lakni

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  • Kraus

    Senior Member
    Italian, Italy
    Lakni = to live, to reside (Romanian: a locui). Unfortunately, I have no idea about its etymology.
     

    OldAvatar

    Senior Member
    Romanian
    Lakni = to live, to reside (Romanian: a locui). Unfortunately, I have no idea about its etymology.
    Thank you for your quick answer!
    There is a debate on another thread about Romanian etymology of a locui, locuire. Romanian dictionaries say that it is of Hungarian origin, deriving from lakni, but the meaning and similarity with Latin locus is obvious. So, I've got some doubts about the verity of the official info.
     

    Gaeza

    New Member
    Hungarian, Hungary
    I'd say it's a an ancient finno-ugric root word. Maybe it's similar in Finnish and Estonian.

    Some derived words are: lakos - resident, lakás - apartment, lakosság - population, residents of a city/village.
     

    OldAvatar

    Senior Member
    Romanian
    I'd say it's a an ancient finno-ugric root word. Maybe it's similar in Finnish and Estonian.

    Some derived words are: lakos - resident, lakás - apartment, lakosság - population, residents of a city/village.

    Thank you very much for your contribution!
    It looks like this theory is still influenced by some sort of old style thinking.
    In Romanian, locaş, is pronounced in a similar way with lakos, meaning a slot or a living place. In Latin, locus, means mostly the same thing, as far as I know...

    Have a nice weekend!
     

    jonquiliser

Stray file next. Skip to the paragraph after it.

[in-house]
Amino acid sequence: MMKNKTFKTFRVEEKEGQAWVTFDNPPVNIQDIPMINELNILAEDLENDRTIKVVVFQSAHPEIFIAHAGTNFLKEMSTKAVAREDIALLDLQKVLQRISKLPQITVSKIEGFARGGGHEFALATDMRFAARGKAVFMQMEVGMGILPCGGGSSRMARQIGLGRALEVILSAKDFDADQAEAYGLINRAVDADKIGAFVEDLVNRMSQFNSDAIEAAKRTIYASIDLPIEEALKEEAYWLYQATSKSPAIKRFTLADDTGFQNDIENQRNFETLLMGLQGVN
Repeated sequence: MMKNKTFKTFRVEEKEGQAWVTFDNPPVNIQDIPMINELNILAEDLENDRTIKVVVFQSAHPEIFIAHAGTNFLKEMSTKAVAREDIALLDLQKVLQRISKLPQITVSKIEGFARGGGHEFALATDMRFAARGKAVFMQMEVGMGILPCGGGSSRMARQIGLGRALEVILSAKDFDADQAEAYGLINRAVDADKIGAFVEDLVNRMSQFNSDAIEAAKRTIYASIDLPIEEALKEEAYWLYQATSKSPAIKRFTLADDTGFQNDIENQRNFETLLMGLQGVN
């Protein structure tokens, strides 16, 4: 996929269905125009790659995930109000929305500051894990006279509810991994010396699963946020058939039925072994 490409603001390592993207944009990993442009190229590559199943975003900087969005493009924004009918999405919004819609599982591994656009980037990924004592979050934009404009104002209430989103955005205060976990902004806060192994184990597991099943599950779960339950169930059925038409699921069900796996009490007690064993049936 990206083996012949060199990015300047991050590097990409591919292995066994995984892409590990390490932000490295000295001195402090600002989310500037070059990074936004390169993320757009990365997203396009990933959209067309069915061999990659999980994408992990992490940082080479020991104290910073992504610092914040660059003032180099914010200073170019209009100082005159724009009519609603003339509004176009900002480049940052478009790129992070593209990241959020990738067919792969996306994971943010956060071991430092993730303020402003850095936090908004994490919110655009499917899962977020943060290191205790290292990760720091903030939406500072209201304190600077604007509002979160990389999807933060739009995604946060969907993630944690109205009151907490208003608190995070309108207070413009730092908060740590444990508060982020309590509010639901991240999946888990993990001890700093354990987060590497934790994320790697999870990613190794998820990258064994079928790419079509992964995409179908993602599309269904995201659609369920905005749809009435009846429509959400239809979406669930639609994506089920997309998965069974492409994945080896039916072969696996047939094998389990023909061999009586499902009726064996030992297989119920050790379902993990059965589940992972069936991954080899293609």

Senior Member
    Svediż tal-Finlandja
    I'd say it's a an ancient finno-ugric root word. Maybe it's similar in Finnish and Estonian.

    Some derived words are: lakos - resident, lakás - apartment, lakosság - population, residents of a city/village.
    Have no idea about what linguists would say, but at least to an untrained eye the similarity is little with Finnish:

    asua (live, reside), asukas (resident), asunto (flat), kansa/väestö (from väki) people/nation/population.
     

    Gaeza

    New Member
    Hungarian, Hungary
    Have no idea about what linguists would say, but at least to an untrained eye the similarity is little with Finnish:

    asua (live, reside), asukas (resident), asunto (flat), kansa/väestö (from väki) people/nation/population.
    OldAvatar's Latin theory might be right then. I'll pop in to the library for a look at an etimology dictionary tomorrow.
     

    Gaeza

    New Member
    Hungarian, Hungary
    It`s not actually: Finnish:asua Estonian: elama.

    However, 'elni' meaning "to live" in biological sense does have resembling counterparts in Finnish "elää", and Estonian "elama".

    Also, life: Hungarian - élet, Finnish - elo, Estonian - elu.
    That's quite interesting. Élet also meant grain for a long time, some poets still used it in the 19th and early 20th century.
     

    Gaeza

    New Member
    Hungarian, Hungary
    Any connection or colligation there?

    Well I read it somewhere that in Vietnamese, they use the same word for 'rice' and 'life'. It should be something similar in this case too, but regarding the fact that it seems to be an ancient finno-ugric root-word, it must have meant 'life' all along, plus it had this phase when it meant that and 'grain'.
     

    Gaeza

    New Member
    Hungarian, Hungary
    Alright, I've made some research, here are the notes I made:

    lakik [1198] - lak névszó igei párja, ősmagyar korban igenévszó, majd ikes ige. Régi kifejezések: lakos, lakás, lakó, nyelvújítás utániak: lakosság, lakályos.

    The verb (lakni, lakik) itself's first recording is from 1198, says it stems from lak, meaning a sort of abode, place of rest.


    lak [1086] - valószínűleg ősi, finnugor szó, finn lakka - födém, eresz, védőtető, észt lakk - tető, padlás, finnugor alapnyelvben feltételezhetően : lakka - födém, tető. Nyelvi változás: finnugor kk> magyar k

    Lak's first recording is from 1086, presumably finno-ugric, the interesting part is that it presents parallels from Finnish and Estonian. Finn.: lakka - protecting roof, eaves; Est.: lakk - roof, attic.

    I may have just won the argument. :)


    The book I looked up is: Zaicz Gábor - Etimológiai szótár : magyar szavak és toldalékok eredete; 2006; Budapest.


     
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